With fantasy and imagination such an important part of how children play with dolls, I worry about what these particular dolls — and the sub-toys they've spawned — not only ignite in my children's imagination, but what they limit. Would my favorite gal Skipper have made the same choices if she spent hours at the hair and make-up salon, was worried about her leather mini riding up in chemistry, or wrestled with elaborate plans on how to steal Ken, the only guy in Barbie-world, from her best friend?

"The issue is that the way marketers and media present sexuality is in a very narrow way," said Lamb, who also served on the task force, in an interview with the Washington Post. "Being a sexual person isn't about being a pole dancer. This is a sort of sex education girls are getting, and it's a misleading one."

According to the task force report, parents can play a major role in contributing to the sexualization of their daughters or can play a protective and educative role.

"As a society, we need to replace all of these sexualized images with ones showing girls in positive settings-ones that show the uniqueness and competence of girls," said Zurbriggen. "The goal should be to deliver messages to all adolescents-boys and girls-that lead to healthy sexual development."

In some ways my adolescent years don't seem very long ago. In other ways, I'm quite sure I marched the earth with the dinosaurs. While my children are growing up watching MTV and music videos, my friends and I became bored after seeing Dire Straits complain for three days that they wanted their MTV and the Buggles endlessly proclaim that video killed the radio star. And, proving that cute can only take you so far, we also quickly tired of Martha Quinn and Mark Goodman. At that point in MTV history — the beginning of my 8th-grade year — the only thing the cable station and the videos were actually selling was the music. Although, in retrospect, I'm sure my parents would have told you otherwise.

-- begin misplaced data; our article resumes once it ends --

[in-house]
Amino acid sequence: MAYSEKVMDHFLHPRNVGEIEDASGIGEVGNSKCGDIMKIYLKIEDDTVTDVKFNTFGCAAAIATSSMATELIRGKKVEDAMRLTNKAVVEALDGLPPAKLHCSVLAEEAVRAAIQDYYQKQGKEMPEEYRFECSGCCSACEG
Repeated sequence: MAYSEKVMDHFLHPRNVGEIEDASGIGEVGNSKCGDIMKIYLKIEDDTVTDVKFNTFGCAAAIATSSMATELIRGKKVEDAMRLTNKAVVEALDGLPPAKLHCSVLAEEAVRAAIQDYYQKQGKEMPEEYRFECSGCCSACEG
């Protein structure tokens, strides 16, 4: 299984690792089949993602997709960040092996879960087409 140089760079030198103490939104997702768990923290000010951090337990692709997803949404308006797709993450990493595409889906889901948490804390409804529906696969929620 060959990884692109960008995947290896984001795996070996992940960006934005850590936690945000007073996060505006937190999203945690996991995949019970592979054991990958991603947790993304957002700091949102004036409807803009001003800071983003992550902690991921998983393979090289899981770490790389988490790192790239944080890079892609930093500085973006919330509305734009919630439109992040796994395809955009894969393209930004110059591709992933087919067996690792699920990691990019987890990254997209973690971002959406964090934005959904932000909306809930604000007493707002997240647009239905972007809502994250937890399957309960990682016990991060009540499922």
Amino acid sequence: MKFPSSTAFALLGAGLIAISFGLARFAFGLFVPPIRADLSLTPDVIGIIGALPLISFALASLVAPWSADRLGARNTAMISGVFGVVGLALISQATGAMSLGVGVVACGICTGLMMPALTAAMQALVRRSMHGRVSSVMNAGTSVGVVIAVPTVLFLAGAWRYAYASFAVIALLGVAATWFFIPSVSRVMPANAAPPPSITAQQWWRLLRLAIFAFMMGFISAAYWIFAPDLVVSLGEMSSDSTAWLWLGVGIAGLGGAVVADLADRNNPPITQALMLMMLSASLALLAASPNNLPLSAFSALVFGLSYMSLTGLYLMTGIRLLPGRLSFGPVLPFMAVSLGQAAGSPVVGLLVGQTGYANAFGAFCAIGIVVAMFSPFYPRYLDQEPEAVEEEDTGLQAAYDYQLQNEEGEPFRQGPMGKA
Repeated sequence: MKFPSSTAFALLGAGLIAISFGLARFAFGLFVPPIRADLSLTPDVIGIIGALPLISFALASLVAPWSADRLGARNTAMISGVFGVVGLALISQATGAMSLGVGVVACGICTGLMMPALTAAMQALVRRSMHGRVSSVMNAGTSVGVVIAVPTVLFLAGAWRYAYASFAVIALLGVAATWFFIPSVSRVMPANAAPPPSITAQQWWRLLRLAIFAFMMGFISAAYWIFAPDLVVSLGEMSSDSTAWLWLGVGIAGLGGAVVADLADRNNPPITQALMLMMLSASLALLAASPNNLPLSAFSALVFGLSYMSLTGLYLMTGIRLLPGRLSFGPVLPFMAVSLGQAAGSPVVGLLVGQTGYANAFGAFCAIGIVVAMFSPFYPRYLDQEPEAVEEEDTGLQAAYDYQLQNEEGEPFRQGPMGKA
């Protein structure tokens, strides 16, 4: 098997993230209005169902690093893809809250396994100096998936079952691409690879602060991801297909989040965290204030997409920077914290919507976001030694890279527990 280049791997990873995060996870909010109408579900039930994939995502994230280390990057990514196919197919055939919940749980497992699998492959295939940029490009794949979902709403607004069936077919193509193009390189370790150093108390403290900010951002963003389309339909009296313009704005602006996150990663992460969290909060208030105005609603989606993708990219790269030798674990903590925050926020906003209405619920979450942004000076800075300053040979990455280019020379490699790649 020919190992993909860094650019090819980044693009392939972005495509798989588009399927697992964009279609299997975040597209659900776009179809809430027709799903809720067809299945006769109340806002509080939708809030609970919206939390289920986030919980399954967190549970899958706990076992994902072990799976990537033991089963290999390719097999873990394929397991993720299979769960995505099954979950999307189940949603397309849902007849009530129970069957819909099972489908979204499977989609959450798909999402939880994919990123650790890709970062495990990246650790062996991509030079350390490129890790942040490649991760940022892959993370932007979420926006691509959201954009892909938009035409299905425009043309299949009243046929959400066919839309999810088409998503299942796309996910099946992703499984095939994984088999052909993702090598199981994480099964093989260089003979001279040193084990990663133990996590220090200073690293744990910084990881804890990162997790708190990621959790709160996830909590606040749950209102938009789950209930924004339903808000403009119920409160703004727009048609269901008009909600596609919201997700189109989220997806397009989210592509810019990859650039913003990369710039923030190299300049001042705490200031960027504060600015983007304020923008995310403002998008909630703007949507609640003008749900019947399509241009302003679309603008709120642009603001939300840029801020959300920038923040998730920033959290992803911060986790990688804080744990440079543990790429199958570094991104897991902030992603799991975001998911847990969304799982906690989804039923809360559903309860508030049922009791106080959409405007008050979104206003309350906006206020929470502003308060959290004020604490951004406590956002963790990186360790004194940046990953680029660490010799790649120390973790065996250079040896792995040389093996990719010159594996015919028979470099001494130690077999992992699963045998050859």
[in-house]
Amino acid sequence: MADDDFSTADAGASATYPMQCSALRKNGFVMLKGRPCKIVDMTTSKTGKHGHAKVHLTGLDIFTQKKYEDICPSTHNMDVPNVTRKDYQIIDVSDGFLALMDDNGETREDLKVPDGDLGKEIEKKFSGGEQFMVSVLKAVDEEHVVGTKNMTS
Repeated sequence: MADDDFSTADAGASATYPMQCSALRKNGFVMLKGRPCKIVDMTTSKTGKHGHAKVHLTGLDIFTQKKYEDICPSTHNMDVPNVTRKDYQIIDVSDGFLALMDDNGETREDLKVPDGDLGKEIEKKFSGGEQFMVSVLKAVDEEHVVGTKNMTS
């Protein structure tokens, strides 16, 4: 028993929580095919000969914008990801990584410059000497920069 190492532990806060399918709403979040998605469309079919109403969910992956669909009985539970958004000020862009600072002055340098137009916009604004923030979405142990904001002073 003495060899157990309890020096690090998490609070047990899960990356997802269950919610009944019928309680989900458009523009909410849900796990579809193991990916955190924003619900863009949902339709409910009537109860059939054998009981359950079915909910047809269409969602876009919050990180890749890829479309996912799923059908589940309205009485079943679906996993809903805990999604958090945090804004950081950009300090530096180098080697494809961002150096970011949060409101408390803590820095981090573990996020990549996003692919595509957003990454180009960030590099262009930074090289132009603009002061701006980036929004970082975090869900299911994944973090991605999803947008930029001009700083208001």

My mother, a nurse who worked the night-shift at a convalescent home, sat quietly throughout Madonna's "Like a Virgin" before asking me if I thought many women regretted having intercourse just for the sake of "getting it over with." Not sure what to say, I remember just sitting there. She got up, patted me on the head and told me to think about it.

At the end of the day – whether days of Madonna or Bratz – all we really want is our children to do as my mother directed and think about it and find value in themselves.

There is a great deal of noise, so make sure your voice rises above or is heard more often than the television, Internet, advertisements, song lyrics, music videos, electronic games, clothing retailers and, yes, even toy manufacturers.

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    I like what you write about the Bratz dolls. I don’t have children of my own–in part because I wouldn’t want to buy her most of what my child would want–but know a nine-year-old who wants everything and anything associated with the brand.

    The only thing I question is whether Barbie was really that much better. I loved Barbie and would love Bratz, I’m sure, if I were a kid now. But was she really that great a model for us: super-skinny, concerned with material possessions, and soooooo caucasian–an impossible standard to achieve for most girls!

    Also, what is the deal with the size of Bratz’s heads?!? And is that saying something about the size of Westerners’ egos?